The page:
Religious Persecution of Ahmadiyya Muslim Community
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Home Critical Analysis/Archives Report on Punjab Disturbances of 1953
Report of The Court of Inquiry


Having found the circumstances which led to the disturbances, we now proceed to determine the responsibility therefor. In this connection it is first necessary to state the respective views of the parties who have taken part in the proceedings before us.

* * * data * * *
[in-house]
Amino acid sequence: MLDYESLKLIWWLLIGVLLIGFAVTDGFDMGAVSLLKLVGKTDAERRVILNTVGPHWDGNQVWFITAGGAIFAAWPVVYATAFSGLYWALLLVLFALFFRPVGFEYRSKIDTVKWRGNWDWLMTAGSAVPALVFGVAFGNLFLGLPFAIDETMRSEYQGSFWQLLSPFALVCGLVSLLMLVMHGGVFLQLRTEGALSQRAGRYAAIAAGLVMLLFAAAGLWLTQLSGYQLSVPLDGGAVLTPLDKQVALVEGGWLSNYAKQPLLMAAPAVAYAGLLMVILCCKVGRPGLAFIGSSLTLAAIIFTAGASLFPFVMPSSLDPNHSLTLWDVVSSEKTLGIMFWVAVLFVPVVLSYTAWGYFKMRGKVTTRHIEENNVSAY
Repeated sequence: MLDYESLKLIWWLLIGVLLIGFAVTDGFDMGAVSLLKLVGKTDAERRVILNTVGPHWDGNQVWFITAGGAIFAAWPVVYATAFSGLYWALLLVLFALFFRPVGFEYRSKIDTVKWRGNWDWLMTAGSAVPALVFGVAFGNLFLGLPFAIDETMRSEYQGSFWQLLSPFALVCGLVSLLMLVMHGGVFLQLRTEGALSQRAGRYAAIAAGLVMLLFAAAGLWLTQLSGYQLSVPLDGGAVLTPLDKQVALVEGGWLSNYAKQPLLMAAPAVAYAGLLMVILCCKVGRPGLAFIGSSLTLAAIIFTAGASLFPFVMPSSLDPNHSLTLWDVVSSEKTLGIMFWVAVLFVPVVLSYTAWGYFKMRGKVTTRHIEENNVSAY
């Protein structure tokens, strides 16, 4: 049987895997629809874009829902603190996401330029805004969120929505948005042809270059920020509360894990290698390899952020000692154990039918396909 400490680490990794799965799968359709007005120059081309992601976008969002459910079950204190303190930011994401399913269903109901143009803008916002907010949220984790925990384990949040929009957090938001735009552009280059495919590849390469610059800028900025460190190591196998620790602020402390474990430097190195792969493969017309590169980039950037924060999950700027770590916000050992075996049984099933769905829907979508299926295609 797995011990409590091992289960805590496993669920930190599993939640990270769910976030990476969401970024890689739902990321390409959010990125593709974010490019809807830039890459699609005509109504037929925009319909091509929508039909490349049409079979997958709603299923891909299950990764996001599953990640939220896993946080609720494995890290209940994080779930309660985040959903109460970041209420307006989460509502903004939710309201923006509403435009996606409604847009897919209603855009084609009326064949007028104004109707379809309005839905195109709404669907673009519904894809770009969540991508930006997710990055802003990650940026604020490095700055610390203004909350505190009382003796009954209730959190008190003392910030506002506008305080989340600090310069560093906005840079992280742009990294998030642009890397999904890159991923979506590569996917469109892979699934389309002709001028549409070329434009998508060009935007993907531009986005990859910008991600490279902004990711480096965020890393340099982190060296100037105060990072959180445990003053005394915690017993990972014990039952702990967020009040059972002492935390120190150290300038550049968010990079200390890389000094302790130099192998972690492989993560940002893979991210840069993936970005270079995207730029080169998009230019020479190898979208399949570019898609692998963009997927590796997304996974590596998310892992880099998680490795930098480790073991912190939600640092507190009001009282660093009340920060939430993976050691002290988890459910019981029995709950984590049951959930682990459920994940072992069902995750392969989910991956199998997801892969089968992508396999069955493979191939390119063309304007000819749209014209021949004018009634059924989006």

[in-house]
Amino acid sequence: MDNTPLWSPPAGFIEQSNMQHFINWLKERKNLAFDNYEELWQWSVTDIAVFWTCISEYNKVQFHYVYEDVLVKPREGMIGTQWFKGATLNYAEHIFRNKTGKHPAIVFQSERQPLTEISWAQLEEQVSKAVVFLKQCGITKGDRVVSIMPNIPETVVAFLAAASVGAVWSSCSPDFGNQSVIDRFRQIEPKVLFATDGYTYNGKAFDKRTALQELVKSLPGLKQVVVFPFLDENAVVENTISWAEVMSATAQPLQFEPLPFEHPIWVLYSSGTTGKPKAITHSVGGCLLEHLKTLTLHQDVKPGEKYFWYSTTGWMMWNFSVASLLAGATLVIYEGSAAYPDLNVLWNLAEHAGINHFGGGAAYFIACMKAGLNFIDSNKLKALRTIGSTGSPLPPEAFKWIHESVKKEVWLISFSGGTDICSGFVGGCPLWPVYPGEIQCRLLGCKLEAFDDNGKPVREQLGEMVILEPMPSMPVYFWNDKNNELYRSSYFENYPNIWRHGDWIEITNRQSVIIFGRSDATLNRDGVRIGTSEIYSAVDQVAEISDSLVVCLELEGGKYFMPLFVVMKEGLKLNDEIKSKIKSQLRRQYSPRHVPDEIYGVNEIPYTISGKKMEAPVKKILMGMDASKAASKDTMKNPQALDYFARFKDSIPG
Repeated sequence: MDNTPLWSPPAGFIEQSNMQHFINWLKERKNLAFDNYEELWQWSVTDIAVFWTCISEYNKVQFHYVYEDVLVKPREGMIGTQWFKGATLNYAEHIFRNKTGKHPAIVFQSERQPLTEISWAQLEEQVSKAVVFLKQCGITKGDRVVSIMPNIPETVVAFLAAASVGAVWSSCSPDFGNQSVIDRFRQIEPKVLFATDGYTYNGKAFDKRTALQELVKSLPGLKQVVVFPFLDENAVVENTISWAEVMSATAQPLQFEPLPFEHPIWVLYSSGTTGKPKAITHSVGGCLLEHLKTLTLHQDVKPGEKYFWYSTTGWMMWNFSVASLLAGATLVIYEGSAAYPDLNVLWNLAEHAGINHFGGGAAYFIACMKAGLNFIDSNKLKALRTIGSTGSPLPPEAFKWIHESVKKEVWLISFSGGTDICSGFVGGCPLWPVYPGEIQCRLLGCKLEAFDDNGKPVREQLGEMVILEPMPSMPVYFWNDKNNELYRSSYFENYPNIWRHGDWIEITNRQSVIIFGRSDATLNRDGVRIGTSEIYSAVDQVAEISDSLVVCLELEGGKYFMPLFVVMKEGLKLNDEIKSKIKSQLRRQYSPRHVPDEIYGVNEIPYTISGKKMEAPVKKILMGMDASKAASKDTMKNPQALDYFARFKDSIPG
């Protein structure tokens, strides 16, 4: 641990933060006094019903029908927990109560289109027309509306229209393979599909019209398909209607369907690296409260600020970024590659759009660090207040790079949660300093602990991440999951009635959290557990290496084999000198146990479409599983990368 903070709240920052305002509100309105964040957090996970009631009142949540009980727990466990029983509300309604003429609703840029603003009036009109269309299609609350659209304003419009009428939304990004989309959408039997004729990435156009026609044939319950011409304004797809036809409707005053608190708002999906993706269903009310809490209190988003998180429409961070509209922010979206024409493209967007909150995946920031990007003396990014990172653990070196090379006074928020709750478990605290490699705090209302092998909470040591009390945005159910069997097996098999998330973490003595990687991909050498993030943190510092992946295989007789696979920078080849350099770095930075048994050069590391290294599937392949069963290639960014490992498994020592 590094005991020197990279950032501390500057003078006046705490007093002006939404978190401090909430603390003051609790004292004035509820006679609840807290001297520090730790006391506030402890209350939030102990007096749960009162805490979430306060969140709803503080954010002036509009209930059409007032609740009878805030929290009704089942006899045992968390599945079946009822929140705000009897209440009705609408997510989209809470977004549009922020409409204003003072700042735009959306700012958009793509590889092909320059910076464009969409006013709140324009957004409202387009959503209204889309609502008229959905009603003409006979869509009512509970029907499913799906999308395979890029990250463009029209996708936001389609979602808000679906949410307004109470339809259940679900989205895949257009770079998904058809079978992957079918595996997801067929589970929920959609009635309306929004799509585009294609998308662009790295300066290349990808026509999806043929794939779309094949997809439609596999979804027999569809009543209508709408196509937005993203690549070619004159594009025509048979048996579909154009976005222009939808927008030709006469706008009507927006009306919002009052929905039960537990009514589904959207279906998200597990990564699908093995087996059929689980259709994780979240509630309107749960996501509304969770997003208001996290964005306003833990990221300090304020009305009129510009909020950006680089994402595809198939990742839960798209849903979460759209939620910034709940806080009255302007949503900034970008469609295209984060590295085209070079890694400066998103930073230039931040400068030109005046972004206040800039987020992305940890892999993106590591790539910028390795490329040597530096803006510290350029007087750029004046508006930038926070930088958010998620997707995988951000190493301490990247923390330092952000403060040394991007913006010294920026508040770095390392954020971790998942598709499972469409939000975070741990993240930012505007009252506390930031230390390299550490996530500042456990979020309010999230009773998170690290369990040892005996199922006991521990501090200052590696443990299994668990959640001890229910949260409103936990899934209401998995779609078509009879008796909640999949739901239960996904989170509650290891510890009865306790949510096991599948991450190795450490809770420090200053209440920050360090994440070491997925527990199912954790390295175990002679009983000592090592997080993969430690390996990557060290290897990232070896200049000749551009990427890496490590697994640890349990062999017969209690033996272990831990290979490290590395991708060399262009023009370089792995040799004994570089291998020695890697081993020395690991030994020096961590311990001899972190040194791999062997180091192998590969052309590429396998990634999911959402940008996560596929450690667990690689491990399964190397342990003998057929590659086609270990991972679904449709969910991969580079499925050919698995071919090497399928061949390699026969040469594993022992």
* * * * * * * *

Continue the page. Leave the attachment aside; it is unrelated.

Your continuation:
The Punjab Government and the Muslim League do not appear to have any views on the subject, the former having contented itself with a written statement of a few lines to the effect that since no inquiry into the matter was held by the Punjab Government and a Court of Inquiry had been constituted to investigate the whole matter, it had no views to place before the Court of Inquiry but would assist the Court in placing before it such material as it required. In the arguments addressed to us by Mr. Fazl Ilahi as amicus curiae however, it was urged by him that on the evidence produced it should be held that the Punjab Ministry and the Muslim League were proved to be responsible for the disturbances. The Muslim League has contented itself by merely sending for information of the Court copies of certain resolutions passed by it, without expressing any opinion as to the circumstances which led to the disturbances or as to the persons or parties who were responsible for them.